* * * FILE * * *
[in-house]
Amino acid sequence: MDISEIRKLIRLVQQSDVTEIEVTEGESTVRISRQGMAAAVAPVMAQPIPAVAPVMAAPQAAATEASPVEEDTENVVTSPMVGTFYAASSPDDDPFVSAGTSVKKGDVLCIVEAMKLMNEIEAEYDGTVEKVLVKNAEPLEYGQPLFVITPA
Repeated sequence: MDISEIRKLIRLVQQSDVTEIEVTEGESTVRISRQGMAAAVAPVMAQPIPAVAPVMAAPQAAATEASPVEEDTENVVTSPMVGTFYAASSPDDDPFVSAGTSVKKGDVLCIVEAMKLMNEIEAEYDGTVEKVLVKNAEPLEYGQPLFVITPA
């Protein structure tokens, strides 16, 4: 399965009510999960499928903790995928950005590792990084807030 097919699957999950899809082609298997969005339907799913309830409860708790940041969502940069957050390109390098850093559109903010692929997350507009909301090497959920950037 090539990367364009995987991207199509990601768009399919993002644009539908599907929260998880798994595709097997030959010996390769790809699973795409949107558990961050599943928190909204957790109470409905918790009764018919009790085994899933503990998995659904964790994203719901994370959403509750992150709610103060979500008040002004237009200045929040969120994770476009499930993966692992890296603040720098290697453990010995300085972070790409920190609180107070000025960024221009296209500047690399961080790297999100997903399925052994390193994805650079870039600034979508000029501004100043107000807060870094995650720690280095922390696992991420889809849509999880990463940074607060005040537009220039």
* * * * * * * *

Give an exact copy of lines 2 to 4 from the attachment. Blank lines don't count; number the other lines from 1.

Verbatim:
Amino acid sequence: MDISEIRKLIRLVQQSDVTEIEVTEGESTVRISRQGMAAAVAPVMAQPIPAVAPVMAAPQAAATEASPVEEDTENVVTSPMVGTFYAASSPDDDPFVSAGTSVKKGDVLCIVEAMKLMNEIEAEYDGTVEKVLVKNAEPLEYGQPLFVITPA
Repeated sequence: MDISEIRKLIRLVQQSDVTEIEVTEGESTVRISRQGMAAAVAPVMAQPIPAVAPVMAAPQAAATEASPVEEDTENVVTSPMVGTFYAASSPDDDPFVSAGTSVKKGDVLCIVEAMKLMNEIEAEYDGTVEKVLVKNAEPLEYGQPLFVITPA
């Protein structure tokens, strides 16, 4: 399965009510999960499928903790995928950005590792990084807030 097919699957999950899809082609298997969005339907799913309830409860708790940041969502940069957050390109390098850093559109903010692929997350507009909301090497959920950037 090539990367364009995987991207199509990601768009399919993002644009539908599907929260998880798994595709097997030959010996390769790809699973795409949107558990961050599943928190909204957790109470409905918790009764018919009790085994899933503990998995659904964790994203719901994370959403509750992150709610103060979500008040002004237009200045929040969120994770476009499930993966692992890296603040720098290697453990010995300085972070790409920190609180107070000025960024221009296209500047690399961080790297999100997903399925052994390193994805650079870039600034979508000029501004100043107000807060870094995650720690280095922390696992991420889809849509999880990463940074607060005040537009220039």